UNUSUAL TABLE CLOCK James Tuerlingx New York Patent Jan. 6, 1857 USA

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Signed: James Tuerlingx New York
Gedateerd: Patent Jan. 6, 1857

The movement is situated on the base of the clock. It consists of an anchor escapement and an adjustable hairspring balance. The movement is driven by raising the beautiful bowl-shaped weight along the central screw, which then runs down and thus drives the movement. This system was developed and patented by its creator, James Tuerlingx.

The engine-turned silvered dial is located at the top of the clock and has a Roman chapter ring with five-minute and minute divisions. The time is indicated by two blued steel hands. The dial is protected by a convex glass.

The gilt brass case consists of a base, three pillars and the horizontal dial. The middle part has a cylindrical glass casing, making the mechanism clearly visible. The pillars are decorated with silvered grape vines. The maker signed the clock on the inside of the base: James Tuerlingx New York. The whole rests on stylised feet depicting vines with grapes.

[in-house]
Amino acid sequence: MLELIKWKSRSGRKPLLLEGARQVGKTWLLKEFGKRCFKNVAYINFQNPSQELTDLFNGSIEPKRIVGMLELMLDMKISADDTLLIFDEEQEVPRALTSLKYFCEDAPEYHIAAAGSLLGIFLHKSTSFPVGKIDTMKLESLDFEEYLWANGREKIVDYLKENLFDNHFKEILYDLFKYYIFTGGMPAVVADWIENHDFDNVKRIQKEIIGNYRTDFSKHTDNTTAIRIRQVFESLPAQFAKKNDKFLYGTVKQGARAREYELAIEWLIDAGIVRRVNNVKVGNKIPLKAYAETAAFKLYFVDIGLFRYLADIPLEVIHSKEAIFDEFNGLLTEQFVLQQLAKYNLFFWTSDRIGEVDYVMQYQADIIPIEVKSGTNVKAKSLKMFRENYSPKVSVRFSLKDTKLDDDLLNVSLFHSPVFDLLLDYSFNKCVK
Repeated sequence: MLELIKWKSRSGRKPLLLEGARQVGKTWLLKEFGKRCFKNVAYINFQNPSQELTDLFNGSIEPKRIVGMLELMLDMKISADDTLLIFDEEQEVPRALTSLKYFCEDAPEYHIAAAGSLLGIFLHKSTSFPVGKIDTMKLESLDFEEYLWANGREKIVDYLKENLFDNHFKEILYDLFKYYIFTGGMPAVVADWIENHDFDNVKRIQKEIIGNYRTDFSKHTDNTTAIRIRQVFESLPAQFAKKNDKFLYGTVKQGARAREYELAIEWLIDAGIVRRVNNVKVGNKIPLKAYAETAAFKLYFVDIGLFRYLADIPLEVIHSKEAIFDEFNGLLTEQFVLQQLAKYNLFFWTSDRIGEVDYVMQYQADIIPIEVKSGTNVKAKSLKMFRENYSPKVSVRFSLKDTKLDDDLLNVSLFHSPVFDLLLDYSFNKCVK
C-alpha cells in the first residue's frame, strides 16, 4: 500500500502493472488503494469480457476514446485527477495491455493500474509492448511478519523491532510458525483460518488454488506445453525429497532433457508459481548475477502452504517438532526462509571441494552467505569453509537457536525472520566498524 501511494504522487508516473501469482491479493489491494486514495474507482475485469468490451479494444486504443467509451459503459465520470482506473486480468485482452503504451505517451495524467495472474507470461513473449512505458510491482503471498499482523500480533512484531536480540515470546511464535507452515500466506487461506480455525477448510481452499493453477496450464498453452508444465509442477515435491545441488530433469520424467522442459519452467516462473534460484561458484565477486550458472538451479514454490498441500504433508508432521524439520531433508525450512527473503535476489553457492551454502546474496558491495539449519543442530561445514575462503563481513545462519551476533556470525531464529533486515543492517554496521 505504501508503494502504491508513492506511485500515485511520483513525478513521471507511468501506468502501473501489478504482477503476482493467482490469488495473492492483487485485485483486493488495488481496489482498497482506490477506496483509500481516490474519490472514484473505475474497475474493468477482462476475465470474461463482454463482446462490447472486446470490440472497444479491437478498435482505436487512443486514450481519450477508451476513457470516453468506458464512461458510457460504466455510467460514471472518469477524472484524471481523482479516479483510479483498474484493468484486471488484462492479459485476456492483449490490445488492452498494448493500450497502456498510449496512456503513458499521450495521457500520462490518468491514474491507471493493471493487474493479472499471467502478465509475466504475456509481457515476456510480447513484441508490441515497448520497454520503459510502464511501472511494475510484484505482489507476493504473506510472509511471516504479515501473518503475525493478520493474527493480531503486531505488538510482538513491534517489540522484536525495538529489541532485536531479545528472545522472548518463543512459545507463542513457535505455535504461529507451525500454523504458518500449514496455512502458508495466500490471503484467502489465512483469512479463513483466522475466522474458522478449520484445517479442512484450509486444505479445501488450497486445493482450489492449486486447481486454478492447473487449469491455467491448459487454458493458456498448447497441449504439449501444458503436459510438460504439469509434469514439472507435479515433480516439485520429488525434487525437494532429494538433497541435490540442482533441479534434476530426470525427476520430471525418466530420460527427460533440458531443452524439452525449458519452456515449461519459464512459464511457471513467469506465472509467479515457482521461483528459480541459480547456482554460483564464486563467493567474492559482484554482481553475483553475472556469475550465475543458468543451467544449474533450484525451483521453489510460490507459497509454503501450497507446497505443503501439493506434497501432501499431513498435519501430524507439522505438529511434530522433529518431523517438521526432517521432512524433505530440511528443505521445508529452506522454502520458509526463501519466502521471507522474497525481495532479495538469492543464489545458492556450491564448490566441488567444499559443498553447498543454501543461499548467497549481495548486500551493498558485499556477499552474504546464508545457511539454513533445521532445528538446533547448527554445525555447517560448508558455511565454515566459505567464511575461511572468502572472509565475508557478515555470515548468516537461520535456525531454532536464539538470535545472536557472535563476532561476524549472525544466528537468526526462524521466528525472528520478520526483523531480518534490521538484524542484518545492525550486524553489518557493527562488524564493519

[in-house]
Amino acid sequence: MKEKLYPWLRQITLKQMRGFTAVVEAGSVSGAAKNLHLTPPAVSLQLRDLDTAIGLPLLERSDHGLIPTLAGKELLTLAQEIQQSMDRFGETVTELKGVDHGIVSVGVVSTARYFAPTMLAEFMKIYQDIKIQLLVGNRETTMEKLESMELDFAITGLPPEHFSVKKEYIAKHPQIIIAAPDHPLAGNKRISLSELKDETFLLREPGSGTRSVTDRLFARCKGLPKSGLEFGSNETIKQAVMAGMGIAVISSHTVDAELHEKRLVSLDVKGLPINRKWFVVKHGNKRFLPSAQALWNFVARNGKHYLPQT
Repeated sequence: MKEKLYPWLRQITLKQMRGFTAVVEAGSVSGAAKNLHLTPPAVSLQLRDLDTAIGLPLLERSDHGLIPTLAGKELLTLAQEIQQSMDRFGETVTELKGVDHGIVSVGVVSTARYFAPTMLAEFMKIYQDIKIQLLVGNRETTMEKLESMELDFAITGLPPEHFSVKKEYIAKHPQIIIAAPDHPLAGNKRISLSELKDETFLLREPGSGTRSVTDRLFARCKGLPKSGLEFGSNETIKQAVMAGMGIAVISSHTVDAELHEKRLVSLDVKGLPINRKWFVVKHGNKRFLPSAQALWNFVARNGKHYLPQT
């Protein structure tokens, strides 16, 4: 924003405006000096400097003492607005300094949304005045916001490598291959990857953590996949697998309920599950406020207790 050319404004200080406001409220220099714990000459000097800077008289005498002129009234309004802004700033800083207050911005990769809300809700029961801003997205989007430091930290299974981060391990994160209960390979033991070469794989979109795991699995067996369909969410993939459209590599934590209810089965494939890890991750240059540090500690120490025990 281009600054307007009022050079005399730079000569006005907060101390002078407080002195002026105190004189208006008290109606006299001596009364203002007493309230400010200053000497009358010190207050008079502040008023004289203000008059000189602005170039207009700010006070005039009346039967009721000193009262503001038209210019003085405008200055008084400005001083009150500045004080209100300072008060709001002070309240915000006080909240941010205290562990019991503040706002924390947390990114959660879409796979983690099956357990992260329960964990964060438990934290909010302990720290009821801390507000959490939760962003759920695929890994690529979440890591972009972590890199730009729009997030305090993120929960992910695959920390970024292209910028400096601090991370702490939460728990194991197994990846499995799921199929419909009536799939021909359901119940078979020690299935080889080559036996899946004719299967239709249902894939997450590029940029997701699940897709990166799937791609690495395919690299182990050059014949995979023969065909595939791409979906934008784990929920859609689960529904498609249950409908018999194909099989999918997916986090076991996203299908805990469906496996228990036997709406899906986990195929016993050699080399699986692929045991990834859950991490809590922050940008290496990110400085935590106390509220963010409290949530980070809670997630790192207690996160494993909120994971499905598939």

Duration 1 week
Height 22 cm.
Diameter 16 cm.

Another clock of this type is illustrated in Brooks Palmer, The Book of American Clocks. Although the mechanism of the Palmer clock is the same, the position of the dial is different, and it also reads “The American Screw Clock”. The same clock is also depicted on the cover of Kenneth Sposato’s Dictionary of American Clock and Watchmakers.

James Tuerlingx
It is known that James Tuerlingx was a Swiss immigrant and on January 6, 1857 he received his American patent ‘Patent No. 16,344’, ‘Maintaining Power for Timepieces’. His invention consists of putting a weight on a screw, so that when that weight goes down and turns on that screw, the whole mechanism is driven. Little is known about Tuerlingx, he is said to have disappeared during the Civil War.

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